Get the platinum hair extensions ready: Orlando Bloom is likely to reprise his “Lord of the Rings” role of elven warrior Legolas for “The Hobbit.”
Bloom tells PopcornBiz the deal is almost done for him to return to the role of the centuries-old elf archer from J.R.R. Tolkien’s fabled trilogy for director Peter Jackson’s two-part film adaptation of the prequel novel featuring Bilbo Baggins.
“Yeah, it’s looking like that,” says Bloom. “I’m really excited about going to see Pete again. It’s still a little up in the air, but the idea of working with Pete is fantastic. I can’t actually really talk too much about it, at this point. I just was given the script to piece through, so it’s quite exciting.”
“I just have to grow my hair really long and blonde again,” he chuckled.
Although the character of Legolas does not appear in Tolkien’s original novel, there’s been much discussion that some kind of framework has been developed to include characters – and actors – which have been featured in Jackson’s “LOTR” films. Already confirmed to quest along with Martin Freeman as the young Bilbo Baggins are key players Ian McKellan (Gandalf) and Andy Serkis (Gollum – as well as serving as second unit director), along with Elijah Wood (Frodo Baggins), Cate Blanchett (Galadriel), and Christopher Lee (Sarumon, and possibly the voice of the dragon Smaug). Hugo Weaving (Elrond) and Ian Holm (the older Bilbo) are also said to be in talks to rejoin Jackson.
Meanwhile, Bloom is looking forward to simply being an audience member for this summer’s next installment of that other little franchise he previously starred in – “The Pirates of the Caribbean.” “It’ll be great,” he says. “I’ve had such a great run with them.”
While he’s not finished with working on potential blockbusters, Bloom says in the wake of two mammoth smashes he found himself more than hungry for roles that would allow him to challenge himself, like the self-aggrandizing aspiring rock star The Stain in “Sympathy for Delicious,” actor Mark Ruffalo’s directorial debut.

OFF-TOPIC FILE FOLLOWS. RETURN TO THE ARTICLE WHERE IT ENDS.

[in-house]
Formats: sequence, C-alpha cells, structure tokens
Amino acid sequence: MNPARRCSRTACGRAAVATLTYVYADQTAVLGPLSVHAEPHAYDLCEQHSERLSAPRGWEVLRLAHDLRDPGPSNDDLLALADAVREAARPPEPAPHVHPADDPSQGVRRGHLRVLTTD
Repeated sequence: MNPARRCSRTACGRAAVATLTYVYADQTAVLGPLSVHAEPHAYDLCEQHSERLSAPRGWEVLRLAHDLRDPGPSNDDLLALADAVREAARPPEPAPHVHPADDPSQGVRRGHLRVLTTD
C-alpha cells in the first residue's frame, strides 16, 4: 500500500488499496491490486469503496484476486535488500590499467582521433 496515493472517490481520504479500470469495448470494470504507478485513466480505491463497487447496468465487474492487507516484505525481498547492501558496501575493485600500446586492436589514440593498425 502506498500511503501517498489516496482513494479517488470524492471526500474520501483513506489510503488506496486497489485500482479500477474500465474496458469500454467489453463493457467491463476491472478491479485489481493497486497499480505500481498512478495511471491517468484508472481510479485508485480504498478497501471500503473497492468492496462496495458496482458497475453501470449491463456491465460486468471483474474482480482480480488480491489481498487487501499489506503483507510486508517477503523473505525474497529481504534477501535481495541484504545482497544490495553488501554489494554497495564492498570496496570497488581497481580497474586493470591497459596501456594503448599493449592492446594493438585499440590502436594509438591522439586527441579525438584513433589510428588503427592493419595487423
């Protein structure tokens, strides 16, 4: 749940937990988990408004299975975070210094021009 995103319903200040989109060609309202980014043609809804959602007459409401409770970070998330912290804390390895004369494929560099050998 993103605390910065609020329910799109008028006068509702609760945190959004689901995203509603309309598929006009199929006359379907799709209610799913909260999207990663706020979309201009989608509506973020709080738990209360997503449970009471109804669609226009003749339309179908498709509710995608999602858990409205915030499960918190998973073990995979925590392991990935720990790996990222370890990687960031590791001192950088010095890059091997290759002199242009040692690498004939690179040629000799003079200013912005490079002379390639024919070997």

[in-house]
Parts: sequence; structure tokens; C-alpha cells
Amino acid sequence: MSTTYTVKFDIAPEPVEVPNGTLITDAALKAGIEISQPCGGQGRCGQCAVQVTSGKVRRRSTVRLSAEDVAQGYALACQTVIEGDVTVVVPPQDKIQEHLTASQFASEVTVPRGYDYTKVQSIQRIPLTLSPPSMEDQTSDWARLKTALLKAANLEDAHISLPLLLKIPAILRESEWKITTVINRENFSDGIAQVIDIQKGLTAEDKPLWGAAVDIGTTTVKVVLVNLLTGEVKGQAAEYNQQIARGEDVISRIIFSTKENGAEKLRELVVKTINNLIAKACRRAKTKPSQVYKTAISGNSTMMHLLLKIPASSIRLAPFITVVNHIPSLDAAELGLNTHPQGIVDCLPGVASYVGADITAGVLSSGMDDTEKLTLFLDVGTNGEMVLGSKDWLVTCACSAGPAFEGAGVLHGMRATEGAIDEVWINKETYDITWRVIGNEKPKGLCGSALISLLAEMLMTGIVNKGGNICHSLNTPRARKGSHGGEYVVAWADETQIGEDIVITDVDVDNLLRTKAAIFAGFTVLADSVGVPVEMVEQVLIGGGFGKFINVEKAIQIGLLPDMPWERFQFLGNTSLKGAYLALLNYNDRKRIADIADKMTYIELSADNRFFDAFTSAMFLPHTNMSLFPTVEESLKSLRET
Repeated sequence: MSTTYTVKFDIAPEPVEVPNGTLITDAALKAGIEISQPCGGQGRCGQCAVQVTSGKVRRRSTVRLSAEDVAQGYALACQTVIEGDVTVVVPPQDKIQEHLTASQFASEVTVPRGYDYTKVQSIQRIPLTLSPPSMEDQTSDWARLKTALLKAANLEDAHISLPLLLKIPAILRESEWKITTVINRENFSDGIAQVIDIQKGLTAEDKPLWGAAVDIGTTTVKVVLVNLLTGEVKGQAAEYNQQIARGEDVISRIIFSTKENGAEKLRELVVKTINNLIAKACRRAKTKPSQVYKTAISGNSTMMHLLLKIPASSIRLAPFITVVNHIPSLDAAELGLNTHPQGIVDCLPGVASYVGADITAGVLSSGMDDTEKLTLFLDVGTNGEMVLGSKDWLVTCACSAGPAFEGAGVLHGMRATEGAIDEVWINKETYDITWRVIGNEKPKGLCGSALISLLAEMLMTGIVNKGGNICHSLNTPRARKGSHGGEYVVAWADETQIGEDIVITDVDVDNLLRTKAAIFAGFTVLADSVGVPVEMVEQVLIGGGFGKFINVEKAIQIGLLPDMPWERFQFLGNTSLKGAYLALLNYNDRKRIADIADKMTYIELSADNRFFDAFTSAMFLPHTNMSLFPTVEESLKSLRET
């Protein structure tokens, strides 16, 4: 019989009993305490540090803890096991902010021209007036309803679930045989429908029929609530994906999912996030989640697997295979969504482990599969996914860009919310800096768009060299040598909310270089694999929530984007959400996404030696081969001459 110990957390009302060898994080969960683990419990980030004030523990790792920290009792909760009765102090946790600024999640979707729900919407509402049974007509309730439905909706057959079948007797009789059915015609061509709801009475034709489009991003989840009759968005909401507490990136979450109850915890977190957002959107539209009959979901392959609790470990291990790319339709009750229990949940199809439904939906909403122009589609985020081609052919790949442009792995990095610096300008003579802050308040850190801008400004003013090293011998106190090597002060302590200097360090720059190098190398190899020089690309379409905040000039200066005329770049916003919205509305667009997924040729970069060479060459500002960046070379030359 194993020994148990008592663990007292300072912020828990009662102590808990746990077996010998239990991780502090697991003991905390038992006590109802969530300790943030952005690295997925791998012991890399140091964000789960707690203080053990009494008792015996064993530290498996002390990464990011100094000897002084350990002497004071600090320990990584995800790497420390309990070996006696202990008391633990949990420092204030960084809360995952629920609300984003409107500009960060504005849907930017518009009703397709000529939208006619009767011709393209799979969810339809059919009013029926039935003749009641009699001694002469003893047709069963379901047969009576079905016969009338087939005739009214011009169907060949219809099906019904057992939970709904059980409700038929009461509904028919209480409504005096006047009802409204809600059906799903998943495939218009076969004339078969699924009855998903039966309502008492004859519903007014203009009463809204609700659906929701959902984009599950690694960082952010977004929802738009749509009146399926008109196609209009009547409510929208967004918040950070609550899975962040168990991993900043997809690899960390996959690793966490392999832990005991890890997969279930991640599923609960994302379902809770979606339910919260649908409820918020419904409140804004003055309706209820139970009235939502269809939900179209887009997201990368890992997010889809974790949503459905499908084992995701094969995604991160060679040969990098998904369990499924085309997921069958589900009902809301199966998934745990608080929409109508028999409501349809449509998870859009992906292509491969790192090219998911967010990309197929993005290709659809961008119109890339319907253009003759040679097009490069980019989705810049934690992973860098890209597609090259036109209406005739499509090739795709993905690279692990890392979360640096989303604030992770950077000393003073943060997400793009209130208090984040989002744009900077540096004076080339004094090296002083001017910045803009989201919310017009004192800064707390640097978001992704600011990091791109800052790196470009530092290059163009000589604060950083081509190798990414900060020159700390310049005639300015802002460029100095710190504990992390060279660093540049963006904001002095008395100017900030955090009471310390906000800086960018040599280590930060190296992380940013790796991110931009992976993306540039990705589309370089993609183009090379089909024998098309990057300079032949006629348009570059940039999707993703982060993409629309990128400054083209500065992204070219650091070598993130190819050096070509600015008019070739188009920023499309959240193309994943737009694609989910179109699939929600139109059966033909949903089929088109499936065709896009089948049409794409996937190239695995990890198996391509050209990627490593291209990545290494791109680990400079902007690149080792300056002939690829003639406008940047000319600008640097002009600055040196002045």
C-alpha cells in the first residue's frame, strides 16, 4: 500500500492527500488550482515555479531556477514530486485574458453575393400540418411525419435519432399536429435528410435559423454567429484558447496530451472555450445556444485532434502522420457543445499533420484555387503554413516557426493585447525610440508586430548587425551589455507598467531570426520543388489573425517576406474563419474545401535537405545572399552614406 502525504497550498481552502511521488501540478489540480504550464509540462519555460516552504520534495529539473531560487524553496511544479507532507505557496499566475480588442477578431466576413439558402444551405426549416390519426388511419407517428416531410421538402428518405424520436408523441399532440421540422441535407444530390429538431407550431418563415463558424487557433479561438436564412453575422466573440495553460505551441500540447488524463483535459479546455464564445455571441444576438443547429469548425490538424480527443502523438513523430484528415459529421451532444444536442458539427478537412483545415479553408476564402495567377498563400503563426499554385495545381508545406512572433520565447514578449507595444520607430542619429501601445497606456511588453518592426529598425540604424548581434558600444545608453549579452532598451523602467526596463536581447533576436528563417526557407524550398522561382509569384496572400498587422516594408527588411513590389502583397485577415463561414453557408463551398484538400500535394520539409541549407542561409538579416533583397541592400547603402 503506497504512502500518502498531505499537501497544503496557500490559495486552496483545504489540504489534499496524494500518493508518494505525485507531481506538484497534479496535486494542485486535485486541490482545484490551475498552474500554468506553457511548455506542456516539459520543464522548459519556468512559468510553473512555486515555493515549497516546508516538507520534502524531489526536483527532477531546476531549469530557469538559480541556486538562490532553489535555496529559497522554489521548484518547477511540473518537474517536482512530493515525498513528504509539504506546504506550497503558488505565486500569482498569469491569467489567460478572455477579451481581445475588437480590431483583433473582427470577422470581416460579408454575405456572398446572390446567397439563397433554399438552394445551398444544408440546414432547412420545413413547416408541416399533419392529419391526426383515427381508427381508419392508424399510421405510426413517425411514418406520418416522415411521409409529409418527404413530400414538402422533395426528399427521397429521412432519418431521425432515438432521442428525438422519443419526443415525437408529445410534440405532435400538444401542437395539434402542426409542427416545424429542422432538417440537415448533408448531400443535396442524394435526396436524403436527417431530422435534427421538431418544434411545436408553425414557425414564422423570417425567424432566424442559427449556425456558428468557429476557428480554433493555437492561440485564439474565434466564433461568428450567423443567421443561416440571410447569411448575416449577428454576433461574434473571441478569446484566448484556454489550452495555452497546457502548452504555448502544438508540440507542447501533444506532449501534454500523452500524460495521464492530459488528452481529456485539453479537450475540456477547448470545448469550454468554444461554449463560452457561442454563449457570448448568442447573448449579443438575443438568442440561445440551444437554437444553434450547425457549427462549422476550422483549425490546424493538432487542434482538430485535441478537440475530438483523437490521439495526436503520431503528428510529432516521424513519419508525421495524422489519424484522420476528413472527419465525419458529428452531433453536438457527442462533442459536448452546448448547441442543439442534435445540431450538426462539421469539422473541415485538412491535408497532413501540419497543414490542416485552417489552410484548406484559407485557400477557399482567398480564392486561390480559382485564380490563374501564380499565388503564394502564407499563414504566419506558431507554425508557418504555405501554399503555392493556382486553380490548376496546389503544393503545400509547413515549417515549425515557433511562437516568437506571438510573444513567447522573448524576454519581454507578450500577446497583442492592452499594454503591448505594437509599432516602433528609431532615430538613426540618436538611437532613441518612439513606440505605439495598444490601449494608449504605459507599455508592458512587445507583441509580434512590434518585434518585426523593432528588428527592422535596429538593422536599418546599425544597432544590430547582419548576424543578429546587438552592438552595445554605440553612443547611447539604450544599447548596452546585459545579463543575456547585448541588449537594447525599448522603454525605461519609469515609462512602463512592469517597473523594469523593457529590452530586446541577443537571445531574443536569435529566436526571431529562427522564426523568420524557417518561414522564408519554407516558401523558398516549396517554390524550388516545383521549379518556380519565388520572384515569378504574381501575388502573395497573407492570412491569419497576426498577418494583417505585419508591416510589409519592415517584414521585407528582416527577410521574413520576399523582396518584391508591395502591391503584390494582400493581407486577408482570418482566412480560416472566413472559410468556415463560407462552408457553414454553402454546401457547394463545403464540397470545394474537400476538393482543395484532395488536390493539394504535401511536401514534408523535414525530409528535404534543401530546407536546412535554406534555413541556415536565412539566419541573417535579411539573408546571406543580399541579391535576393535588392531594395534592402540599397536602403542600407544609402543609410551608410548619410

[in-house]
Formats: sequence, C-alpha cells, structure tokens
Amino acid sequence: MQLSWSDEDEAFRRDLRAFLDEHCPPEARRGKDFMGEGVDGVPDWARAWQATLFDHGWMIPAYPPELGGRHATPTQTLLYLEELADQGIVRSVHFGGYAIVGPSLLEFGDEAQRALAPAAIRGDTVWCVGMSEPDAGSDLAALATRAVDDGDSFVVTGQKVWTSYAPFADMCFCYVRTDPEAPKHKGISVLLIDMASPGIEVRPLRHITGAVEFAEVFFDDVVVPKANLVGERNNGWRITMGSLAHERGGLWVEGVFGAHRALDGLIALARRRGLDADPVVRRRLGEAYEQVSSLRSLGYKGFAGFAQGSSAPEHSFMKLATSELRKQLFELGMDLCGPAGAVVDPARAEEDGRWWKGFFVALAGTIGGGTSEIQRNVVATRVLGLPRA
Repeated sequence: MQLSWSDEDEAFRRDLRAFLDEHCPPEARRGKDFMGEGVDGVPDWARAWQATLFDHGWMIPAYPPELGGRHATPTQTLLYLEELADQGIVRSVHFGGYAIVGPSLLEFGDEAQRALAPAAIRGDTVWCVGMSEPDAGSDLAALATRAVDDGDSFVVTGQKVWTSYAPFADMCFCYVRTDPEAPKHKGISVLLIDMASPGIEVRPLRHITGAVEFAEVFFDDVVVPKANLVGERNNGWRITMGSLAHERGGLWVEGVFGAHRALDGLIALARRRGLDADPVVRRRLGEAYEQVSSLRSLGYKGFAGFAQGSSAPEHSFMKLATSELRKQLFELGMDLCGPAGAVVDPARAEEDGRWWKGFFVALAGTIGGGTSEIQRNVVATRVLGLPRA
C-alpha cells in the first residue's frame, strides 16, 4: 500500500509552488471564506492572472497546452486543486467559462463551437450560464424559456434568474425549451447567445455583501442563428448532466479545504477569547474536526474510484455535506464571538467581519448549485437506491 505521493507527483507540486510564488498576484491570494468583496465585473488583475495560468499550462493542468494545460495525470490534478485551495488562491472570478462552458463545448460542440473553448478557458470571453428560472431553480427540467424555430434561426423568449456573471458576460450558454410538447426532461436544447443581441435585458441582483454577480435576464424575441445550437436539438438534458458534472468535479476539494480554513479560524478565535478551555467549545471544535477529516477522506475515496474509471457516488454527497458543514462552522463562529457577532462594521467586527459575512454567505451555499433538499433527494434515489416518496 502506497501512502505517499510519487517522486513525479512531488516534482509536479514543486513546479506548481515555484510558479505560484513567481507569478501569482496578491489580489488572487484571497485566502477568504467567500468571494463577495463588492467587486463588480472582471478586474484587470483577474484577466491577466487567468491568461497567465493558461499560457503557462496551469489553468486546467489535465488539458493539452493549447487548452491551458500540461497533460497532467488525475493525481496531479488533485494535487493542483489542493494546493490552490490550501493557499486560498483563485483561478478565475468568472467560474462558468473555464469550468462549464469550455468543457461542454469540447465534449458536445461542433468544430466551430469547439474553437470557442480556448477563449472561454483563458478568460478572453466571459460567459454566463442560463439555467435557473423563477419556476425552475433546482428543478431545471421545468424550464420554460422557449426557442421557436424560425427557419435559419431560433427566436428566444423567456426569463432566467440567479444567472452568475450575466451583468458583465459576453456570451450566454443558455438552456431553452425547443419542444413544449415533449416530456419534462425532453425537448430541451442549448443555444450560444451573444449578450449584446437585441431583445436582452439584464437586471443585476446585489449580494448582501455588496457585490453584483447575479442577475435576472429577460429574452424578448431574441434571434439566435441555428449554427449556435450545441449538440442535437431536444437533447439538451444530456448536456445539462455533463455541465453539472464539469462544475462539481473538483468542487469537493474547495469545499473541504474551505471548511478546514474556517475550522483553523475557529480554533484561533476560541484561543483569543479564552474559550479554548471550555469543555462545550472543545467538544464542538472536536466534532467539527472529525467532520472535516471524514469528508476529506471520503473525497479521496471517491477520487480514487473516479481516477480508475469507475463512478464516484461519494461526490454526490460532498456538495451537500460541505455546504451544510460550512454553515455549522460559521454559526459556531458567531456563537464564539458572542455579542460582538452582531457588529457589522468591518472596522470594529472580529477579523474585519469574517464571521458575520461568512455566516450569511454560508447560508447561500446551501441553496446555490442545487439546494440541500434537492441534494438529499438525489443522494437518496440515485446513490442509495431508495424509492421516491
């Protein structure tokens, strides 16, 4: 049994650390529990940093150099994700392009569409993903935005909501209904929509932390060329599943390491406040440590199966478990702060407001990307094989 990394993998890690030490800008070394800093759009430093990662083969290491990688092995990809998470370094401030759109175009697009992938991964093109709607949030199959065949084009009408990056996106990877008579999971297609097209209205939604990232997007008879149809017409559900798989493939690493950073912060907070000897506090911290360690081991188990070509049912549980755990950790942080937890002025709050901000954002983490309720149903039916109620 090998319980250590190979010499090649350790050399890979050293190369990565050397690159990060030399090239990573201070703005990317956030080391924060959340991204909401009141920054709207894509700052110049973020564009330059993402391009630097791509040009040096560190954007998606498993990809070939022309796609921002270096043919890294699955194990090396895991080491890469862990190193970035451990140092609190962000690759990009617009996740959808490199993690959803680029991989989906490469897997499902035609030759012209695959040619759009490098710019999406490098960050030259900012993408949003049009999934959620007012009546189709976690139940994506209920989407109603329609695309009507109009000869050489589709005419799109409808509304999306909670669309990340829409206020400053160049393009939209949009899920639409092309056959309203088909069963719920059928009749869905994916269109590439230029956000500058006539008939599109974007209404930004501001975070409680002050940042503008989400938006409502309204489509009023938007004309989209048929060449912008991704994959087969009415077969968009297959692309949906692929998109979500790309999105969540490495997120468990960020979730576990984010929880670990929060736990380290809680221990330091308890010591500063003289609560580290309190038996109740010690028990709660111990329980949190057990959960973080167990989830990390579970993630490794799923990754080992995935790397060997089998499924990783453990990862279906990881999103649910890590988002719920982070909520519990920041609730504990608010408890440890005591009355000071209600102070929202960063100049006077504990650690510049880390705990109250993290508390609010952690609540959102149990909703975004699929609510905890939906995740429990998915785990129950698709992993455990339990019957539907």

“I was coming from a place of desperation,” he admits. “I was desperate for an opportunity to break out of a preconceived idea of who I was as an actor, based on finding myself in two of the biggest trilogies of movies of all time. It was about making big movies and not having really had the opportunity to do some of the small, interesting, different movies, where you do get to break out.”
“When you’re 21 and you find yourself in one of the biggest trilogies of all time, and then you’re 24 and you’re in the next biggest trilogy of all time, you have no sense of which way is up,” he reveals, “instead of going, “What does this actually mean to me? What do I want to be doing? How do I want to be perceived? What do I want from my career?” All of that stuff comes in when you have the time to settle and think about it, which is what I’m doing now.”
Bloom says Ruffalo’s film is merely the beginning of a fresh new career course ahead. “I produced a little movie called ‘The Good Doctor,’ which we’re taking to Tribeca – that’s a really twisted, dark turn for me,” he says. “It was a really interesting thing to try. It shows the darker side and the shadow self, as it were. And, when ‘The Three Musketeers’ came along, the Duke of Buckingham was a fantastic role because it’s a completely different thing for me, as opposed to being a Musketeer. I got to be the giant petulant child, in many ways, that the Duke of Buckingham turns out to be. So I’m really embracing the other side and shifting the perception. I actually had no idea how hard it would be to shift the perception, and that’s really what it’s been about.”